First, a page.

Downsizing is also an option to not having a house payment anymore.  If your mortgage is eating up a significant portion of your monthly budget you may want to downsize!  I recommend not having a mortgage payment that makes up more than 25% of your budget.  Anything over this amount will leave you in danger of being house poor and without the ability to have any fun or build wealth.

How Long Will It Take?

This is completely up to you and how much debt you are in with your house.  If you have a $340,000 home, it may take the full 15 years that you’ve refinanced your mortgage to or you may have a $100,000 home that you pay off in 5 years.  There is no guaranteed timeframe for this step, it’s completely up to you.  But remember, paying off your home is a long road…stay intense and find ways to have fun along the way!

*Leave a comment to let us know how you plan on paying off your house!  Do you have ideas other than what is listed here?

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Building Your Emergency Fund

An emergency fund is money that you have saved up and set aside to cover any emergencies or financial surprises that life WILL throw at you.  According to Money Magazine, 78% of Americans will have a major negative financial event in any given 10-year period.  Some of the top emergencies people face are: Job loss, dental or medical emergencies, car troubles, unexpected home repairs, and unplanned travel.  These unexpected events can be stressful and costly.  Wouldn’t it feel fantastic to have a stash of cash somewhere that will cover these events?

Building up your emergency fund is extremely important because it’s essential to keeping you from going back in debt.  You’ve worked too hard not to build up your emergency fund.

emergency-fund

Step 3: How Much Should Be in Your Emergency Fund?

Every household’s financial situation is different.  Some people say that if your situation is stable you’ll only need a 3 month emergency fund and others say you should have full years’ worth of expenses saved.  I pretty much stand right in the middle.  6 months gives you a long time to be able to find a job, if you find yourself without one; it is plenty of money to fix a car repair or unexpected home repair; and it’s more than enough to pay for dental and medical expenses (if you have the proper health insurance).  Having your 6 month emergency fund will give you peace of mind and a sense of security.

Now, take a look at your budget and look at what your expenses are every month (not your income but the money that actually gets spent).  Multiply that number by 6 and that’s the number you need to hit to have a fully funded emergency fund.  For the majority of households, $20,000-$30,000 will be what you want in savings but for some it will be more and others it’ll be less.  Keep in mind, now that you’re out of debt, you will be able to save your 6 month emergency fund fairly fast and once you hit that number you’ll never have to go back in debt again!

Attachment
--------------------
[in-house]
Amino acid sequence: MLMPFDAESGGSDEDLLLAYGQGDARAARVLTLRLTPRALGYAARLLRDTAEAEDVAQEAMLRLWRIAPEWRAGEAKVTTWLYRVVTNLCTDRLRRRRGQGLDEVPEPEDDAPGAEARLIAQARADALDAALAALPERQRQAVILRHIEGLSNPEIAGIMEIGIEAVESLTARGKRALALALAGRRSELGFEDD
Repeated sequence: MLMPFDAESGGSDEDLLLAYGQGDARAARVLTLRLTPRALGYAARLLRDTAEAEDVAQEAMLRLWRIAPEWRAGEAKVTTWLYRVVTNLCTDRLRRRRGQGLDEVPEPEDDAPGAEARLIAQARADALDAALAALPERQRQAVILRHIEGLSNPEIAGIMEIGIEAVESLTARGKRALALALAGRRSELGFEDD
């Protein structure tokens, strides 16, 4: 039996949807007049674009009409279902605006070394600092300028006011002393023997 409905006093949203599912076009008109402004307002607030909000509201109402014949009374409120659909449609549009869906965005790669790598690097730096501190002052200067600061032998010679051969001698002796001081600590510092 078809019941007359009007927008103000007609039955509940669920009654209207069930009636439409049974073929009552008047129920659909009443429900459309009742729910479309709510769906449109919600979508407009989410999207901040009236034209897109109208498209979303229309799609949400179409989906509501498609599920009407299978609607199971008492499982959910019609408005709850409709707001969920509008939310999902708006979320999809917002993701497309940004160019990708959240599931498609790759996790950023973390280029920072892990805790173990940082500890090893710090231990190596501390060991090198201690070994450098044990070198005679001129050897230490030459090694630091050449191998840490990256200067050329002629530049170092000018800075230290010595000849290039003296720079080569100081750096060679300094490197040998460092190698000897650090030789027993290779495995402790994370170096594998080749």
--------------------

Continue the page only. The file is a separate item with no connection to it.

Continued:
Where Should I Keep My Emergency Fund?

Your emergency fund needs to be kept in a place that is easily accessible so you can get to it quickly.  You should keep it in a savings account or money market account.  I recommend a money market account because it pays a higher interest rate than your typical savings account (not that either are good).  A money market account will give you around a 1% rate of return but a savings account won’t even give you that.

should_you_invest_emergency_funds

I know getting a 1% rate of return on $30,000 sounds like a terribly dumb thing to voluntarily sign up for but you don’t need to take the chance of losing any of your emergency fund to poor performance in the market.   Your emergency fund is not there to be invested, it’s there to be used as if it were insurance.

What’s An Emergency?

The next time you find yourself facing an unexpected expense after your emergency fund is in place ask yourself a series of questions before freaking out and pulling money out of it:  Did you expect this to happen?   Does it need to be fixed right away?  Is fixing it necessary?   If you answered yes to these questions, you are probably justified in using money out of your emergency fund.  However, I want you to ask one more question:  Can I adjust my budget so that this problem is cash flowed by this month’s income?  If this is also a yes, just leave the emergency fund in place and add the expense to your budget.  You’ll be glad you don’t have to replenish the emergency fund in case another emergency pops up, but when one does, remember to ask yourself the questions above.

* If you like talking about Money, Paying Off Debt, Building Your Net Worth and Retiring Early…This is the place for you!  Subscribe to receive emails of new blog posts!!!